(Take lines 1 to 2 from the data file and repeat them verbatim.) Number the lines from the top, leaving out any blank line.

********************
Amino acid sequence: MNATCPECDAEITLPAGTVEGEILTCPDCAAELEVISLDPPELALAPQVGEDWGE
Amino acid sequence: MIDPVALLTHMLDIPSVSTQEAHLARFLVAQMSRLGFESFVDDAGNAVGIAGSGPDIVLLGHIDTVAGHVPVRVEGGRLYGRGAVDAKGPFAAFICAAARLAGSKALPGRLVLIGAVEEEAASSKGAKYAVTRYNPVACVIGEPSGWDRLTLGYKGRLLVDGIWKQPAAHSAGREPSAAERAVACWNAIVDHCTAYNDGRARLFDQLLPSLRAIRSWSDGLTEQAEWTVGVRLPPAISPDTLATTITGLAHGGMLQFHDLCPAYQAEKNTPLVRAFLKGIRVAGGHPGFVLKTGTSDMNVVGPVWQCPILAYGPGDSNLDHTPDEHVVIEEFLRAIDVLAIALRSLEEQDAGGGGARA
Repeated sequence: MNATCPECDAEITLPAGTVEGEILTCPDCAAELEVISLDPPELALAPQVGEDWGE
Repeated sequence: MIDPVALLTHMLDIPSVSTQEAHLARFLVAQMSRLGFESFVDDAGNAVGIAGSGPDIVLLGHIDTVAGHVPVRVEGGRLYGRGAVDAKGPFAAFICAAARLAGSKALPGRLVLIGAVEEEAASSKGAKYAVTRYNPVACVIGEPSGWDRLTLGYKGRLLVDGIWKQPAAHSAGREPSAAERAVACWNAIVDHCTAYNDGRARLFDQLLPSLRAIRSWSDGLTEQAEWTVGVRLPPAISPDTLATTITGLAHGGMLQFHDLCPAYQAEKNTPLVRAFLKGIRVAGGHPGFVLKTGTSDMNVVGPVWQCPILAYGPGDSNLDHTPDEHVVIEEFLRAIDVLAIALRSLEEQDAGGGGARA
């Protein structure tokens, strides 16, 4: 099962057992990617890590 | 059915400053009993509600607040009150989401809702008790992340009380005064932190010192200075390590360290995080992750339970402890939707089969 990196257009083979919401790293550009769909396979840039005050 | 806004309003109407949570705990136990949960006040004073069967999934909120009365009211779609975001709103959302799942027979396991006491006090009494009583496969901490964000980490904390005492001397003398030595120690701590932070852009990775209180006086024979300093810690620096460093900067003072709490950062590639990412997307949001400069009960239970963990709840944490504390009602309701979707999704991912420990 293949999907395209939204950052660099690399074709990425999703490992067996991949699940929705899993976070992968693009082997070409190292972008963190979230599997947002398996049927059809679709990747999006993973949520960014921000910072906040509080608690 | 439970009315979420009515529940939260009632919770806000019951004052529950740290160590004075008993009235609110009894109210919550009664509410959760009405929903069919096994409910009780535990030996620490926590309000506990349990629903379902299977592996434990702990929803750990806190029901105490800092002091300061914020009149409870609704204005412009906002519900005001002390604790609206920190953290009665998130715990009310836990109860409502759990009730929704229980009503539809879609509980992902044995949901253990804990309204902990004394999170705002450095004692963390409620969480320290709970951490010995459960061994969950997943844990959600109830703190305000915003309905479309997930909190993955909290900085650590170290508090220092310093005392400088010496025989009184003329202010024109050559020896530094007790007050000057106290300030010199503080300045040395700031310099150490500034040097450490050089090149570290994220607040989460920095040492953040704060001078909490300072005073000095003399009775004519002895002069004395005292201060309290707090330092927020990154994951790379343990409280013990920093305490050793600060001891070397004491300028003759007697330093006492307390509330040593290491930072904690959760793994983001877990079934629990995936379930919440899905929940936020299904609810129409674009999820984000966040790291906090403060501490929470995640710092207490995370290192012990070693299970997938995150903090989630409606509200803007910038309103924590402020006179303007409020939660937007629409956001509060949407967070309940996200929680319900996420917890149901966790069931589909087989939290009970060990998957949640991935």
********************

Amino acid sequence: MNATCPECDAEITLPAGTVEGEILTCPDCAAELEVISLDPPELALAPQVGEDWGE
Amino acid sequence: MIDPVALLTHMLDIPSVSTQEAHLARFLVAQMSRLGFESFVDDAGNAVGIAGSGPDIVLLGHIDTVAGHVPVRVEGGRLYGRGAVDAKGPFAAFICAAARLAGSKALPGRLVLIGAVEEEAASSKGAKYAVTRYNPVACVIGEPSGWDRLTLGYKGRLLVDGIWKQPAAHSAGREPSAAERAVACWNAIVDHCTAYNDGRARLFDQLLPSLRAIRSWSDGLTEQAEWTVGVRLPPAISPDTLATTITGLAHGGMLQFHDLCPAYQAEKNTPLVRAFLKGIRVAGGHPGFVLKTGTSDMNVVGPVWQCPILAYGPGDSNLDHTPDEHVVIEEFLRAIDVLAIALRSLEEQDAGGGGARA